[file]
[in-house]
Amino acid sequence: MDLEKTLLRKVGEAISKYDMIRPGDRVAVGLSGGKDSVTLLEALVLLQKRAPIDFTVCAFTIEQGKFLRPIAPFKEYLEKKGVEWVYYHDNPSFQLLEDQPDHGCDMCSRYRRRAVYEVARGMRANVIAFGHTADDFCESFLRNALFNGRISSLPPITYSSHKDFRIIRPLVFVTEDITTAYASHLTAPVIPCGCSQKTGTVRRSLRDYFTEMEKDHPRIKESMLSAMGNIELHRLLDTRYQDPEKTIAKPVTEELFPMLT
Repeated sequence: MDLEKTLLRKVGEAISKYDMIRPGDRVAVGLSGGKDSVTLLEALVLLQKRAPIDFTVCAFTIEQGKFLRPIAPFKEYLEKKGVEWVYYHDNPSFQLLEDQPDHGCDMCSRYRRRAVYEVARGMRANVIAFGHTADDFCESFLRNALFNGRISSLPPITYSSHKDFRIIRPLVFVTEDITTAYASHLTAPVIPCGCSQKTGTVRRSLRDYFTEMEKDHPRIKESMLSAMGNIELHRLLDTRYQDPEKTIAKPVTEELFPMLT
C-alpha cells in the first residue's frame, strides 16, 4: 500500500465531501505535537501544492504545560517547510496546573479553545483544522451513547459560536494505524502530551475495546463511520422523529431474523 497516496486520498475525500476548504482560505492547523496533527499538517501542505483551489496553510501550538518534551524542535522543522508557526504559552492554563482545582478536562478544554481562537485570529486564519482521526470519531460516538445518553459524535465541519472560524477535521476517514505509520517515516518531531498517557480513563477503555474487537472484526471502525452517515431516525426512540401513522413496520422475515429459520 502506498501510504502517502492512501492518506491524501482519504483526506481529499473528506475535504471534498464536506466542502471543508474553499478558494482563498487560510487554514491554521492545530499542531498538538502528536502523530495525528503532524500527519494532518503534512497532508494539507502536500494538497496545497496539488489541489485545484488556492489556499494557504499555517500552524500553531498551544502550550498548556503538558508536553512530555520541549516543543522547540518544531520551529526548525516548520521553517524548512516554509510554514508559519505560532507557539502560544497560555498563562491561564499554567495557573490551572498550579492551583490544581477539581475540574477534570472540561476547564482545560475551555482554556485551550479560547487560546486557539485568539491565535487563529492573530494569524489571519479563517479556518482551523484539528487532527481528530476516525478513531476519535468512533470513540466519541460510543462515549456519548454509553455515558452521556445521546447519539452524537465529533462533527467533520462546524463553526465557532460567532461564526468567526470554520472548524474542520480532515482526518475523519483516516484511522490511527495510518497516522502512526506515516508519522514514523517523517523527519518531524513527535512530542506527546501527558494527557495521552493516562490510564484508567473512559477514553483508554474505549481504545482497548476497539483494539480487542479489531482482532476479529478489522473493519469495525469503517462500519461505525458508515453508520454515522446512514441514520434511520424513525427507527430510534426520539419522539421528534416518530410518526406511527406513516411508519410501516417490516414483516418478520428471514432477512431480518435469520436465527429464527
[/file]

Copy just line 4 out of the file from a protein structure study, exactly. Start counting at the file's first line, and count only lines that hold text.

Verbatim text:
C-alpha cells in the first residue's frame, strides 16, 4: 500500500465531501505535537501544492504545560517547510496546573479553545483544522451513547459560536494505524502530551475495546463511520422523529431474523 497516496486520498475525500476548504482560505492547523496533527499538517501542505483551489496553510501550538518534551524542535522543522508557526504559552492554563482545582478536562478544554481562537485570529486564519482521526470519531460516538445518553459524535465541519472560524477535521476517514505509520517515516518531531498517557480513563477503555474487537472484526471502525452517515431516525426512540401513522413496520422475515429459520 502506498501510504502517502492512501492518506491524501482519504483526506481529499473528506475535504471534498464536506466542502471543508474553499478558494482563498487560510487554514491554521492545530499542531498538538502528536502523530495525528503532524500527519494532518503534512497532508494539507502536500494538497496545497496539488489541489485545484488556492489556499494557504499555517500552524500553531498551544502550550498548556503538558508536553512530555520541549516543543522547540518544531520551529526548525516548520521553517524548512516554509510554514508559519505560532507557539502560544497560555498563562491561564499554567495557573490551572498550579492551583490544581477539581475540574477534570472540561476547564482545560475551555482554556485551550479560547487560546486557539485568539491565535487563529492573530494569524489571519479563517479556518482551523484539528487532527481528530476516525478513531476519535468512533470513540466519541460510543462515549456519548454509553455515558452521556445521546447519539452524537465529533462533527467533520462546524463553526465557532460567532461564526468567526470554520472548524474542520480532515482526518475523519483516516484511522490511527495510518497516522502512526506515516508519522514514523517523517523527519518531524513527535512530542506527546501527558494527557495521552493516562490510564484508567473512559477514553483508554474505549481504545482497548476497539483494539480487542479489531482482532476479529478489522473493519469495525469503517462500519461505525458508515453508520454515522446512514441514520434511520424513525427507527430510534426520539419522539421528534416518530410518526406511527406513516411508519410501516417490516414483516418478520428471514432477512431480518435469520436465527429464527